People have used magnetic compasses to find their way outdoors for centuries. In a twist, a startup has found a way to use the magnetic sensors in smartphones to locate people themselves—this time, indoors, where GPS signals don’t normally reach. Tracking people in this way could lead to mobile maps that work indoors, and let stores target offers to customers standing in front of a particular product.
The Finland-based startup, Indoor Atlas, launched last week as spin-off from the University of Oulu. The company’s technology, intended for mobile software developers to use in other apps, is a new approach in the growing market for systems that track people inside.
The company says its method pinpoints people more accurately than many current methods, which typically employ the Wi-Fi or radio signals detected by a smartphone and are precise to within several meters. Indoor Atlas says its approach is accurate to between 10 centimeters and two meters, depending on the building. That’s the difference between, say, knowing a shopper is in the freezer section versus knowing he is standing in front of the ice cream. It also does not require a building to have any special equipment.
The market for indoor location technologies is beginning to explode (see “The Indoor Positioning System Era”). Google Maps first launched an indoor “My Location” feature last November, partnering with large retailers, airports, and now museums to upload floor plans. Other companies, such as Nokia and chip maker Broadcom, are also developing their own technologies, and Apple and Microsoft are following Google’s indoor mapping endeavor. Bruce Krulwich, a mobile industry analyst at Grizzly Analytics, has tracked at least 40 startups focused on indoor positioning globally, and IMS Research predicts there will be at least 120,000 indoor venue maps available to consumers by 2016 (see “Bringing Cell-Phone Location-Sensing Indoors,” and “Using Wi-Fi for Navigating the Great Indoors”).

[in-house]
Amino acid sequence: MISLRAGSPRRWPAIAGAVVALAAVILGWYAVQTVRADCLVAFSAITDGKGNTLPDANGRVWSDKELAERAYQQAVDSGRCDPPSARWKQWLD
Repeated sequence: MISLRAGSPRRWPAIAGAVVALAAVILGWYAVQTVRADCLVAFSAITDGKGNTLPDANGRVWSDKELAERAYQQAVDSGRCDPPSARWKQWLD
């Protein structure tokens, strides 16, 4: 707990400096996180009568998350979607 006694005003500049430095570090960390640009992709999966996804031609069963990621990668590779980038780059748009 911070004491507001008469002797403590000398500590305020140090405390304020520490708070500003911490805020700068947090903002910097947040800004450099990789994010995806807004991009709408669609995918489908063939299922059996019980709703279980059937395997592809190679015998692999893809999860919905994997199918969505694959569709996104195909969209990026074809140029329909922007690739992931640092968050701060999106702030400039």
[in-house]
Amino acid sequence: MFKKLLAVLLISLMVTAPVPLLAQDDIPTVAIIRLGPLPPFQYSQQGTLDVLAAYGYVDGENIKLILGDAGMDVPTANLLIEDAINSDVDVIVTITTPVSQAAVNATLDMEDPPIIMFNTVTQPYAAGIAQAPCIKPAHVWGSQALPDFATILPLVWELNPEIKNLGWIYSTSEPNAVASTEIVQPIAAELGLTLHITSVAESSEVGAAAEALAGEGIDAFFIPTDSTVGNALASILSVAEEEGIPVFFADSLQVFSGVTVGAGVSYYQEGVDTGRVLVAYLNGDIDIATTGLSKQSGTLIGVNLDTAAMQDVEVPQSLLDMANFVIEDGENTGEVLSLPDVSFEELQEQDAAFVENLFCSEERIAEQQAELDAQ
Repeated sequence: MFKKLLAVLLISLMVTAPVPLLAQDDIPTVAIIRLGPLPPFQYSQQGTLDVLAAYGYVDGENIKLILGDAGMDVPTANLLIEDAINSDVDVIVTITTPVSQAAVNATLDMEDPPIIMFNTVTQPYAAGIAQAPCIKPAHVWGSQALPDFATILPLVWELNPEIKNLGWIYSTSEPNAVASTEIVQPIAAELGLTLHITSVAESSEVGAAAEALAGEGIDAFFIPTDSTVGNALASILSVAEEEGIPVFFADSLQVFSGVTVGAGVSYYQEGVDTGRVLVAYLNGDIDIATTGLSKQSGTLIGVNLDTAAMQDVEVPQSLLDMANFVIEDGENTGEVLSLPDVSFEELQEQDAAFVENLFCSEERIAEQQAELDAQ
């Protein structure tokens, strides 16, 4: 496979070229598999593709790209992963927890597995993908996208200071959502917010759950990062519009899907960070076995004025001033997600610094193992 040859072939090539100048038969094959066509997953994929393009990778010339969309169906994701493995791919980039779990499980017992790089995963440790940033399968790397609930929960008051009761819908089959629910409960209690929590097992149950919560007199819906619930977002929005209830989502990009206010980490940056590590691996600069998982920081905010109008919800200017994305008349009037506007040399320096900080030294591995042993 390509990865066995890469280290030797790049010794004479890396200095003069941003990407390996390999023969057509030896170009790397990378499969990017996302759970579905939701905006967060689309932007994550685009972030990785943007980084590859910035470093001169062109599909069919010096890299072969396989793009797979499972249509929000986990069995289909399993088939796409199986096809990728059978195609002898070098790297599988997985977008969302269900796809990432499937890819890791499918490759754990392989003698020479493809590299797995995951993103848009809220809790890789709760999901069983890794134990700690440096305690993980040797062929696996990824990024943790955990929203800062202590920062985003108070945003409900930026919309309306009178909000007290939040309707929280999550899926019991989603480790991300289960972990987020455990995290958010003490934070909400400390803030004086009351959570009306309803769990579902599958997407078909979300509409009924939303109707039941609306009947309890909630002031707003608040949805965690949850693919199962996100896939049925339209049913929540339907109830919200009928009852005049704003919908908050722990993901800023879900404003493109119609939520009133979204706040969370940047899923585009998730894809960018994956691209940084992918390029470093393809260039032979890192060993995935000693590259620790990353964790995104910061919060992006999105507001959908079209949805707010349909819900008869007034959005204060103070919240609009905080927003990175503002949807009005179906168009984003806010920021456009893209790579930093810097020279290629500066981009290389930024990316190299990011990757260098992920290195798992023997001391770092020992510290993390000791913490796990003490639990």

Indoor Atlas’s technology works by analyzing the magnetic field inside a building. The structure of a building causes disturbances to the Earth’s magnetic field. Once these disturbances are mapped, people can be pinpointed within them through their phone’s magnetometer. Indoor Atlas’s product arose from research findings that showed the signature magnetic field within buildings was sufficiently varied and stable to be used for navigation, says company founder and computer science professor Janne Haverinen.
To use the technology, a developer would upload a building floor plan to Indoor Atlas’s servers, and then create a magnetic map of the area by walking around with the company’s smartphone tool. He or she could then build an app that communicates with Indoor Atlas’s cloud-based servers to pinpoint user locations.
Krulwich says the requirement for such preparations would deter Google, Microsoft, or Apple from ever using such a technology—they will stick with options such as Wi-Fi, which works immediately as long as a signal is available. But, he says, Indoor Atlas’s technology could appeal to thousands of other more niche application developers who want to track locations at specific places.
“It is difficult to predict the killer application,” says Indoor Atlas’s Haverinen, who, after developing the research and business plan over the past year, has raised seed funding from Helsinki-based business accelerator KoppiCatch. Now he’s reaching out to developers in an attempt to attract early adopters.